Speaking slowly and somberly from the White House, Trump declared that the nation would rally together in the face of the latest act of senseless violence.
“Our unity cannot be shattered by evil, our bonds cannot be broken by violence,” the president said. “We call upon the bonds that unite us: our faith, our family, and our shared values. We call upon the bonds of citizenship, the ties of community, and the comfort of our common humanity.”
In the measured statement, Trump did not describe the gunman in any way or suggest any possible motivation or affiliation. He praised the first responders who he said prevented further loss of life and said he would visit Las Vegas on Wednesday. He offered condolences to the families of those killed, saying “We cannot fathom their pain. We cannot imagine their loss.”
“We are praying for you,” he said. “We are here for you.”
He also ordered that the American flag at the White House and at all public buildings across the nation be flown at half-staff.
Trump spoke hours after a gunman on the 32nd floor of a Vegas Strip casino unleashed a hail of bullets on an outdoor country music festival below. The gunman killed at least 50 people as tens of thousands of concertgoers screamed and ran for their lives.
More than 400 other victims were taken to hospitals, and investigators spent Monday morning combing the debris-strewn concert site along the iconic Vegas Strip.
Trump, who quoted from Scripture and invoked God several times, said he prays for the day when the “innocent are safe from hatred and from fear.”
“At times such as these I know we are searching for some type of meaning in the chaos, some kind of light in the darkness. The answers will not come easy,” the president said.
Unlike his predecessor, Barack Obama, who used mass shootings to call for stricter gun control measures, Trump made no mention of firearms restrictions on Monday. But in the hours after the Las Vegas shooting, the familiar gun control debate emerged, once again breaking down along party lines.
Democratic Sen. Chris Murphy of Connecticut said it was time for Congress to end its inaction that followed other major incidents, including the one in Orlando and the 2012 school shooting in his home state. Rep. Seth Moulton of Massachusetts, an Iraq War vet, said he would not participate in a moment of silence for those lost because it “becomes an excuse for inaction.”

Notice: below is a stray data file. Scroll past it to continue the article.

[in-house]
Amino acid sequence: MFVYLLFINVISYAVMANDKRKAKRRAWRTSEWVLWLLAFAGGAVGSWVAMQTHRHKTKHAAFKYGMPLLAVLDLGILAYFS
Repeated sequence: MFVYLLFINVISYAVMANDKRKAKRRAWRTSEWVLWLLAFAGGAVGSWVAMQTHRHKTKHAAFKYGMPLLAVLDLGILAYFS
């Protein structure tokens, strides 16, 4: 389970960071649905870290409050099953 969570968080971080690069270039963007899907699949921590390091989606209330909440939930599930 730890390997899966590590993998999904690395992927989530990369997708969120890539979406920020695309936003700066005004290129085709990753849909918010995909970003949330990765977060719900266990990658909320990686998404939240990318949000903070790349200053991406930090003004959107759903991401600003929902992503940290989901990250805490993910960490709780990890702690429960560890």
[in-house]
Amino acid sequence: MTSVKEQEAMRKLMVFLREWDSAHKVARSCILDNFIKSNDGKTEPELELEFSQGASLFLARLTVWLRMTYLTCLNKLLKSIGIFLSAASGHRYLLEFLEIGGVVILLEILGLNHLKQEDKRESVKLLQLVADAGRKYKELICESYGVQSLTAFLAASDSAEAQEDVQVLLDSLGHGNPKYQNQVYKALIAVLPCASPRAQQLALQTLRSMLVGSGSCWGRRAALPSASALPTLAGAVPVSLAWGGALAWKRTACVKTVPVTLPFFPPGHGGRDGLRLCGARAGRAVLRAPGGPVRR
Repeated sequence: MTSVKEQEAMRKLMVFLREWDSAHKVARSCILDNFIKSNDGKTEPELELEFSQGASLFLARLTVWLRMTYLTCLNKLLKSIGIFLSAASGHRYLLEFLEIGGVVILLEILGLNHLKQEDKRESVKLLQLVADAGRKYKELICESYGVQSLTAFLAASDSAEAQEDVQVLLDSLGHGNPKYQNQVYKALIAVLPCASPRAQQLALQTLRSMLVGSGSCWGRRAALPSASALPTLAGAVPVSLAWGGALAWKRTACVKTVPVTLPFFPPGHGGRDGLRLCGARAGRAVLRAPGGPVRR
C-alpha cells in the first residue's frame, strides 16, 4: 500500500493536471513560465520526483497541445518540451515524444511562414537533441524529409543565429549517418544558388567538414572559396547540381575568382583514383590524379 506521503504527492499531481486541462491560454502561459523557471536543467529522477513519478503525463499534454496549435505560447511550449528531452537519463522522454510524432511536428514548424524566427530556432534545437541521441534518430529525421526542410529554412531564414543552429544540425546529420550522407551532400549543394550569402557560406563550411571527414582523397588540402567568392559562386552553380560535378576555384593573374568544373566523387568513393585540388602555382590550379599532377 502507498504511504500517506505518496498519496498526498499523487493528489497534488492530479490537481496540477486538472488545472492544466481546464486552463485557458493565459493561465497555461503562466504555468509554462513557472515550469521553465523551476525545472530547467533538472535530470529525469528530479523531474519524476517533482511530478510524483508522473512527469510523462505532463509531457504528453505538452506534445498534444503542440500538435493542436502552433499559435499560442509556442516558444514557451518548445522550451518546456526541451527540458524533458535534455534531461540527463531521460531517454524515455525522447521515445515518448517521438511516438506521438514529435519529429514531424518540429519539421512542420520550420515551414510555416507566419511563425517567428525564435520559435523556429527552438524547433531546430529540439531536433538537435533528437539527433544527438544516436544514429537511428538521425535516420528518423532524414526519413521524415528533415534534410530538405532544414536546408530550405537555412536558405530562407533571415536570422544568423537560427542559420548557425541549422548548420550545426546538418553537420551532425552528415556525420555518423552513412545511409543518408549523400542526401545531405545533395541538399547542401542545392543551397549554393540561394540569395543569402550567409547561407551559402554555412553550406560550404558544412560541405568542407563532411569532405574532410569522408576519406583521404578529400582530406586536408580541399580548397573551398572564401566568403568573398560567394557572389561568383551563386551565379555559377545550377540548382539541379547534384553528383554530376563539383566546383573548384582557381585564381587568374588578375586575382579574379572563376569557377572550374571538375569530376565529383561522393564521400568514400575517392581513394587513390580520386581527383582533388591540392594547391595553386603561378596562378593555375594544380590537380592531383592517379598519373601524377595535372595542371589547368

Other leading Democrats, including Hillary Clinton and Joe Biden, also called for stricter gun control laws while Republicans largely ignored the subject. Both House Speaker Paul Ryan and Senate Majority Leader Mitch McConnell offered sympathetic tweets for those lost but made no mention of guns.
During the presidential campaign, Trump cast himself as an ardent protector of the Second Amendment and proclaimed that if more “good guys” were armed with firearms there would be fewer gun tragedies. After the Orlando nightclub shooting last year, he suggested that if the club were not a gun-free zone, someone would have been able to stop the bloodshed.
“I was obviously talking about additional guards or employees,” he tweeted later.
Trump has long offered strong support for gun rights. He told the National Rifle Association this year that it had a “true friend” in the White House and signed a resolution passed by the GOP-led Congress blocking an Obama-era rule designed to keep guns out of the hands of certain mentally disabled people.
Trump has long-standing connections to Las Vegas. He owns a hotel just off the strip, about three miles from the shooting site, and has been supported by some of its biggest casino moguls, including Phil Ruffin and Sheldon Adelson.
SWAT teams using explosives stormed the gunman’s room in the Mandalay Bay hotel and found he had killed himself, authorities said. He had as many as 10 guns with him, including rifles, they said. The gunman was identified as Stephen Craig Paddock, 64, of Mesquite, Nevada. He had checked into the hotel room on Thursday, authorities said.
Since Trump’s inauguration, there have been other mass shootings, including one in Texas last month, when a gunman killed eight and was fatally shot by police. But the Las Vegas attack is the deadliest in U.S. history.
The president offered a somber response in June, after a shooting at a shooting at a congressional baseball practice that wounded five, including seriously injuring Rep. Steve Scalise. But Trump has drawn criticism for more inflammatory and self-referential reactions to other acts of violence.
After a shooting at a gay nightclub in Orlando that left 49 dead in 2016, he tweeted, “Appreciate the congrats for being right on radical Islamic terrorism.” In the wake of a deadly terror attack in London in June, Trump targeted the city’s mayor on Twitter, suggesting he wasn’t taking the attacks seriously enough.
After the June 2016 Orlando shooting, Trump — a presidential candidate competing in the GOP primary — called for a travel ban targeting Muslim-majority countries. The Orlando shooter, Omar Mateen, was born in New York to Afghan immigrants. After becoming radicalized online, he pledged his allegiance to the Islamic State group.
“The bottom line is that the only reason the killer was in America in the first place was because we allowed his family to come here,” Trump said.
And he drew sharp bipartisan criticism in August when he suggested there was blame “on both sides” during a violent clash in Charlottesville, Virginia between white supremacists and anti-racist demonstrators that left one person dead.
Lemire reported from New York. Associated Press writer Jill Colvin contributed reporting.
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